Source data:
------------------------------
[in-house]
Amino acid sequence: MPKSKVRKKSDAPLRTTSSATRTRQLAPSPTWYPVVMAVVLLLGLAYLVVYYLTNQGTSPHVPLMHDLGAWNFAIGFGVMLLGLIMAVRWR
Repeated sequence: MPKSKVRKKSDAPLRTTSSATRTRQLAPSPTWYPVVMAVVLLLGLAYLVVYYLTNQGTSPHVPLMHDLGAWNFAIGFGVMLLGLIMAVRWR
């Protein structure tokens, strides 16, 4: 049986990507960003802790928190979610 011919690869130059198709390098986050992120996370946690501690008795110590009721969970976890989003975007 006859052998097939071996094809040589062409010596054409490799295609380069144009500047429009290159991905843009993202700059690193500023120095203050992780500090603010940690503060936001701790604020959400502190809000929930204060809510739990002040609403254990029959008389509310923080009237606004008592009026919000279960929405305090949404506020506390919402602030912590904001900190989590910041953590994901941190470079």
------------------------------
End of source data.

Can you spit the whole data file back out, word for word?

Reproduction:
[in-house]
Amino acid sequence: MPKSKVRKKSDAPLRTTSSATRTRQLAPSPTWYPVVMAVVLLLGLAYLVVYYLTNQGTSPHVPLMHDLGAWNFAIGFGVMLLGLIMAVRWR
Repeated sequence: MPKSKVRKKSDAPLRTTSSATRTRQLAPSPTWYPVVMAVVLLLGLAYLVVYYLTNQGTSPHVPLMHDLGAWNFAIGFGVMLLGLIMAVRWR
């Protein structure tokens, strides 16, 4: 049986990507960003802790928190979610 011919690869130059198709390098986050992120996370946690501690008795110590009721969970976890989003975007 006859052998097939071996094809040589062409010596054409490799295609380069144009500047429009290159991905843009993202700059690193500023120095203050992780500090603010940690503060936001701790604020959400502190809000929930204060809510739990002040609403254990029959008389509310923080009237606004008592009026919000279960929405305090949404506020506390919402602030912590904001900190989590910041953590994901941190470079």